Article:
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Jackson Schools Discuss Balanced Budget In Work Session

/ The Upper Cumberland's News Leader
Jackson Schools Discuss Balanced Budget In Work Session

The Jackson County School Board will include five percent raises in its new academic year budget, discussed Thursday night.

The balanced $23 million budget also includes money to construct the new CTE building. Director of Schools Jason Hardy said between ESSER funds running out and TISA recalculations, many districts have been forced to lay off teachers.

“We were very intentionally, we were not coming in here to cut positions,” Hardy said. “Not teachers or educational assistants. I hope that doesn’t come down the road, but there’s some things we can’t control, I mean, money in money out is what you have to look at.”

Hardy said he has worked to shave money off of programs that are not being heavily used or proving to be effective. Hardy said the proposed budget is balanced, but it is tighter than ever and likely only to get tighter.

“I would love to be transparent and I think we’ve known this since last year, that the way the formula, the way everything was changing, it was coming down the road,” Hardy said. “It’s not a shock to me, I don’t think it’s a shock to any of the other directors.”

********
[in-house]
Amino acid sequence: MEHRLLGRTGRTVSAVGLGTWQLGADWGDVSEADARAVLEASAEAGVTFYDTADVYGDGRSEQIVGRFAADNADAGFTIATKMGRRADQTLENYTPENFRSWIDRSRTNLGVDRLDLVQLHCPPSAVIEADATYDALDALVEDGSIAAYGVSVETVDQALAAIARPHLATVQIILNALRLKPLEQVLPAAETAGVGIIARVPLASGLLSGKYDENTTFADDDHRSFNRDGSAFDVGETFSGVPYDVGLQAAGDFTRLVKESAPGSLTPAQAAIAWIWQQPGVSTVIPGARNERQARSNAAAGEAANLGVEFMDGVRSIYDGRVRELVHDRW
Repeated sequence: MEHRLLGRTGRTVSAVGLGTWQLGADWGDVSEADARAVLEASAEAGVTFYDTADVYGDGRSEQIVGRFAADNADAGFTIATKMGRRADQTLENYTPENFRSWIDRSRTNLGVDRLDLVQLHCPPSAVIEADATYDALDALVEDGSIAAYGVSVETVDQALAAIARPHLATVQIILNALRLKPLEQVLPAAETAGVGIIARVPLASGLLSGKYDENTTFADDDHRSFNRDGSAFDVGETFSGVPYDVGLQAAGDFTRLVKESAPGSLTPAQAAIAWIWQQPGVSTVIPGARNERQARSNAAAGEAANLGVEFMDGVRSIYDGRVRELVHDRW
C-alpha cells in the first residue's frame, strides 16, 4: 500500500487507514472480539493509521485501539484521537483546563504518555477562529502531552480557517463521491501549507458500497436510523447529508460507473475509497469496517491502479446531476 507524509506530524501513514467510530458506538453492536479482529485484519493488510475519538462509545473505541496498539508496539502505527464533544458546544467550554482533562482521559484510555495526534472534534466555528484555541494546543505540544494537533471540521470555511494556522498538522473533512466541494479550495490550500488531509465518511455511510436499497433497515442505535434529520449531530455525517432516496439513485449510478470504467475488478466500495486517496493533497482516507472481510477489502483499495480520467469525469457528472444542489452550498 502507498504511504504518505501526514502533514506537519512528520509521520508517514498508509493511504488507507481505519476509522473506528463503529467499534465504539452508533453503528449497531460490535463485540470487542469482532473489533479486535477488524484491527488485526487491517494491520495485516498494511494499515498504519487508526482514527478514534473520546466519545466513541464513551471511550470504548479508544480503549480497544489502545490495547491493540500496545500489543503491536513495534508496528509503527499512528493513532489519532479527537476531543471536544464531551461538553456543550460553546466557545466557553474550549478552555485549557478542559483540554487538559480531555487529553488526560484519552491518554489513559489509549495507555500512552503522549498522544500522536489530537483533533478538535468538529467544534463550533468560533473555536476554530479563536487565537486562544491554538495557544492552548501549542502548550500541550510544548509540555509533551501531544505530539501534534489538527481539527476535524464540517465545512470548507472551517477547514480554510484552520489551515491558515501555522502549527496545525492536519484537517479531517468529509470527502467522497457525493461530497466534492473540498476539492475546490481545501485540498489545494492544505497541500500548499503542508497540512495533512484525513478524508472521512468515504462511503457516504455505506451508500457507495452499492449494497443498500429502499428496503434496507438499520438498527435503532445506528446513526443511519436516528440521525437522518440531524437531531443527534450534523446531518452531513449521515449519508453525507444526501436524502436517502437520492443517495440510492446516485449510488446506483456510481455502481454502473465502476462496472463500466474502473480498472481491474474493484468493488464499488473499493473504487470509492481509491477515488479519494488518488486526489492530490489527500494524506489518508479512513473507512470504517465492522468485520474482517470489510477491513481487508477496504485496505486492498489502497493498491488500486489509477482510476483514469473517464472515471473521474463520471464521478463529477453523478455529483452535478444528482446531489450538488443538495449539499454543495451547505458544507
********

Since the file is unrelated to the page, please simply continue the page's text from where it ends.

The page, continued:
He said the new CTE building is expected to cost at least some $3.2 million with $1 million funded through a grant.

Hardy said the district was able to absorb salaries that were paid by ESSER into the general purpose fund. He said on top of that, the board’s insurance rates are expected to rise by 15 percent. Hardy said though the budget is workable, if the TISA money winds up lower than expected, a rural system like Jackson County’s would feel it.

“When you lose students, it’ll show up in a rural county very quickly,” Hardy said. “Putnam County loses 40 kids, they probably won’t even notice it. We lose 40 kids, we notice it.”

He said he would have more exact numbers next month and looks to have the budget passed at that point.

In other business, the board passed its annual Agricultural Compliance Plan, outlining its strategy to allow local businesses to compete realistically for projects the district bids out.

The board also approved bids for its nutrition program and ice cream provider.


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